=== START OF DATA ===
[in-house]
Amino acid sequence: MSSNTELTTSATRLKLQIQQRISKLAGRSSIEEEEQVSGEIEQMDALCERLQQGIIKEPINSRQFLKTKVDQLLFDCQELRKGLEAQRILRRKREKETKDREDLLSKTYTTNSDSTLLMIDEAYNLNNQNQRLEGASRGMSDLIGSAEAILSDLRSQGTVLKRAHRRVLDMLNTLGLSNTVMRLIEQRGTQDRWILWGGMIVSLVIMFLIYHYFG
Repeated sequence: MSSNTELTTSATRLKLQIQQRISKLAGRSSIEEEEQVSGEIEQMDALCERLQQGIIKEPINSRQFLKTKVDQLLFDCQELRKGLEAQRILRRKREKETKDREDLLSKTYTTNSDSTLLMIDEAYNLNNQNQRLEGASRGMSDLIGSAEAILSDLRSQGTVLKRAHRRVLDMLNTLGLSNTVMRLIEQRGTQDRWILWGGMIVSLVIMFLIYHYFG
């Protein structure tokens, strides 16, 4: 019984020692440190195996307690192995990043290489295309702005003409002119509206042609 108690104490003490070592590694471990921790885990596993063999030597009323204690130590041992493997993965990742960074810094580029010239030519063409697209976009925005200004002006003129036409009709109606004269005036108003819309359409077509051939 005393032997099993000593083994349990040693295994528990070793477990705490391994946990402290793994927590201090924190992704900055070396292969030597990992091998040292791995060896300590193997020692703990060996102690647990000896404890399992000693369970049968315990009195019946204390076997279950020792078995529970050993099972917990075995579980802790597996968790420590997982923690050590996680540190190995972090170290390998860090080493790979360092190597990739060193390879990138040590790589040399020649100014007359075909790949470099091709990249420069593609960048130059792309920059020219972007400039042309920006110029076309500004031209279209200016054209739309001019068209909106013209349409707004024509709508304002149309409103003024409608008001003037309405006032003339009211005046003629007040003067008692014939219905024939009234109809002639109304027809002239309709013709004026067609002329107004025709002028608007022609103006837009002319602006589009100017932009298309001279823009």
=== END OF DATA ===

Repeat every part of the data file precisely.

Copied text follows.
[in-house]
Amino acid sequence: MSSNTELTTSATRLKLQIQQRISKLAGRSSIEEEEQVSGEIEQMDALCERLQQGIIKEPINSRQFLKTKVDQLLFDCQELRKGLEAQRILRRKREKETKDREDLLSKTYTTNSDSTLLMIDEAYNLNNQNQRLEGASRGMSDLIGSAEAILSDLRSQGTVLKRAHRRVLDMLNTLGLSNTVMRLIEQRGTQDRWILWGGMIVSLVIMFLIYHYFG
Repeated sequence: MSSNTELTTSATRLKLQIQQRISKLAGRSSIEEEEQVSGEIEQMDALCERLQQGIIKEPINSRQFLKTKVDQLLFDCQELRKGLEAQRILRRKREKETKDREDLLSKTYTTNSDSTLLMIDEAYNLNNQNQRLEGASRGMSDLIGSAEAILSDLRSQGTVLKRAHRRVLDMLNTLGLSNTVMRLIEQRGTQDRWILWGGMIVSLVIMFLIYHYFG
């Protein structure tokens, strides 16, 4: 019984020692440190195996307690192995990043290489295309702005003409002119509206042609 108690104490003490070592590694471990921790885990596993063999030597009323204690130590041992493997993965990742960074810094580029010239030519063409697209976009925005200004002006003129036409009709109606004269005036108003819309359409077509051939 005393032997099993000593083994349990040693295994528990070793477990705490391994946990402290793994927590201090924190992704900055070396292969030597990992091998040292791995060896300590193997020692703990060996102690647990000896404890399992000693369970049968315990009195019946204390076997279950020792078995529970050993099972917990075995579980802790597996968790420590997982923690050590996680540190190995972090170290390998860090080493790979360092190597990739060193390879990138040590790589040399020649100014007359075909790949470099091709990249420069593609960048130059792309920059020219972007400039042309920006110029076309500004031209279209200016054209739309001019068209909106013209349409707004024509709508304002149309409103003024409608008001003037309405006032003339009211005046003629007040003067008692014939219905024939009234109809002639109304027809002239309709013709004026067609002329107004025709002028608007022609103006837009002319602006589009100017932009298309001279823009």